This Sunday morning, thanks to my empty fridge and bad shopping, I had to venture out for breakfast and came across a fascinating and harrowing article over my cup of coffee. An occupational hazard of working on sexual offences is having to read accounts of fairly harrowing stuff on a regular basis and I do sometimes wonder whether I might become a little jaded by it all. Yet every now and then, something happens to remind me both of the fact that I do care and of why I do what I do.

And my Sunday morning reading was just one of those moments. The article deals with the issue of the ‘rape of men’, and how it affects war-ridden countries and I highly recommend reading it (though you might not want to read it over breakfast, or any meal for that matter). It’s not just the account of what is done to these men that will knot your stomach, but also the account of what happens to them afterwards and how the victims seem condemned to a life of pain, physical, psychological and emotional excruciating pain.

As the article points out, the issue of male rape is a little considered issue, and this is true both in terms of war crimes but also regarding sexual offences in general. The rape of a man was only recognised in English criminal law in 1994, the same year that the courts (finally) held that non-consensual sex between husband and wife was still rape, even if they were married.

The legal formulation stays clear of any gendered approach and relies instead on the physicality of the act. Because rape can be committed by anal penetration, then it can be committed against men. This is one of the many ways the concept of rape has changed drastically over the last century or so. From ‘stranger-rape’ to ‘date-rape’, from vaginal penetration to anal or oral penetration and from female to male victim.

Maybe the next step is a more radical and even more important shift in our understanding of rape. Namely that it isn’t to do with sex or attraction at all. That it is about power, coercion and violence rather than sexual desire, and that it’s that behaviour as imposed on others which needs to be condemned, punished but also better understood.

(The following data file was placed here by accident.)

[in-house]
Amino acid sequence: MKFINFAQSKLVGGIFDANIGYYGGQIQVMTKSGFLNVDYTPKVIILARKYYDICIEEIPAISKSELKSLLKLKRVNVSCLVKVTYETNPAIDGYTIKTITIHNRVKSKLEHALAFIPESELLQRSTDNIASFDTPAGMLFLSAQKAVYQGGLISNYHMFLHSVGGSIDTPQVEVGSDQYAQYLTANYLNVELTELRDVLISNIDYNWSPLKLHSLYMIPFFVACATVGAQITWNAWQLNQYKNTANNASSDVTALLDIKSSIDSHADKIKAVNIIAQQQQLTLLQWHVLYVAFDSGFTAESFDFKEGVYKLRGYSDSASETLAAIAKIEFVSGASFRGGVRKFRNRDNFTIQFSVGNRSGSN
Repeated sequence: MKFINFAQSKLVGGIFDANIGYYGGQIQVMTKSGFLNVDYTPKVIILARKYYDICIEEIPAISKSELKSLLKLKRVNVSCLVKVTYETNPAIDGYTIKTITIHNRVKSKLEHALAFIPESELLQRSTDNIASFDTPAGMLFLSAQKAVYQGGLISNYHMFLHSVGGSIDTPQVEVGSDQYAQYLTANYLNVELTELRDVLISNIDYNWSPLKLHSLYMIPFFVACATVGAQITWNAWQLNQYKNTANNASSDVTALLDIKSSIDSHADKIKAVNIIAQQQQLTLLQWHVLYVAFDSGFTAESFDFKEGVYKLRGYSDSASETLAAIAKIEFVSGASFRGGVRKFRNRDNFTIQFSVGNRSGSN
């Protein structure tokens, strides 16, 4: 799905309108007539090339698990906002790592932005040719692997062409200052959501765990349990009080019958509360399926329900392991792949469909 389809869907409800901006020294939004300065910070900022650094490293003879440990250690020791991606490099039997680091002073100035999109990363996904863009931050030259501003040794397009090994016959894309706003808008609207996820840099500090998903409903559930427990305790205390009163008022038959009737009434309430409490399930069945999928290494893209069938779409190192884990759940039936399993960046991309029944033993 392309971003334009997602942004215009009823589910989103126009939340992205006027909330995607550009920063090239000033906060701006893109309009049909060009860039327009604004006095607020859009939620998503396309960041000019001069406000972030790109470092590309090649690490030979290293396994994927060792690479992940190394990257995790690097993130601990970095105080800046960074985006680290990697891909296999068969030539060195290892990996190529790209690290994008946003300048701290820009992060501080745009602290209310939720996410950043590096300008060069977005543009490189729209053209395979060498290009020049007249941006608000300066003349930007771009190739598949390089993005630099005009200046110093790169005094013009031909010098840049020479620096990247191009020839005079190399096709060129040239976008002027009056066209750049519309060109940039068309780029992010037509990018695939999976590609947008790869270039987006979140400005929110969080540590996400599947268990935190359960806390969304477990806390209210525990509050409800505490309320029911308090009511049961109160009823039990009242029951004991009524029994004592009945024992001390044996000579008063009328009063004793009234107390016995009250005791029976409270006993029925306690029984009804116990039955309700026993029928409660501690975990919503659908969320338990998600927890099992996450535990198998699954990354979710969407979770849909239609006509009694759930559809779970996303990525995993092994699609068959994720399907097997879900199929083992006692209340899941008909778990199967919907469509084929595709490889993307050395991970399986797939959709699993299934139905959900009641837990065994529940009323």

This does not mean that an act of rape or sexual assault is the same as any act of physical violence, but rather that the sexual element of it is a consequence rather than a cause of the act itself. In the article, we hear from men who are highly traumatised by what happened to them, some even suicidal. The impact of being raped on these men is not just the act itself and the physical repercussions. It’s also how they are treated when they get back home, by their wives, their doctors and society in general.

The violation of one’s intimacy and sexual integrity, followed by a dysfunctional social response is what makes these crimes truly terrible. This is the same whether the victim is male, female or indeed a child, and it is the same if the act takes place in war-torn Africa, a dimly-lit park at night, or in a conjugal bedroom.

And so maybe we should stop fooling ourselves that raping someone is about sex: it’s just another, terrible way to hurt someone, which has incredibly traumatic consequences. And maybe if we do so, then we might realise that the problem here is violence, not sex. And while this will unfortunately not stop all rapes, it might just make things a little easier for the human victims of it…

Home, Reasonable Home?

If I was slightly more cynical, I would almost be tempted to believe that all the fuss and repeated gaffes over the Legal Aid and Sentencing Bill was a way to distract from the massive and dangerous cuts to the legal aid system.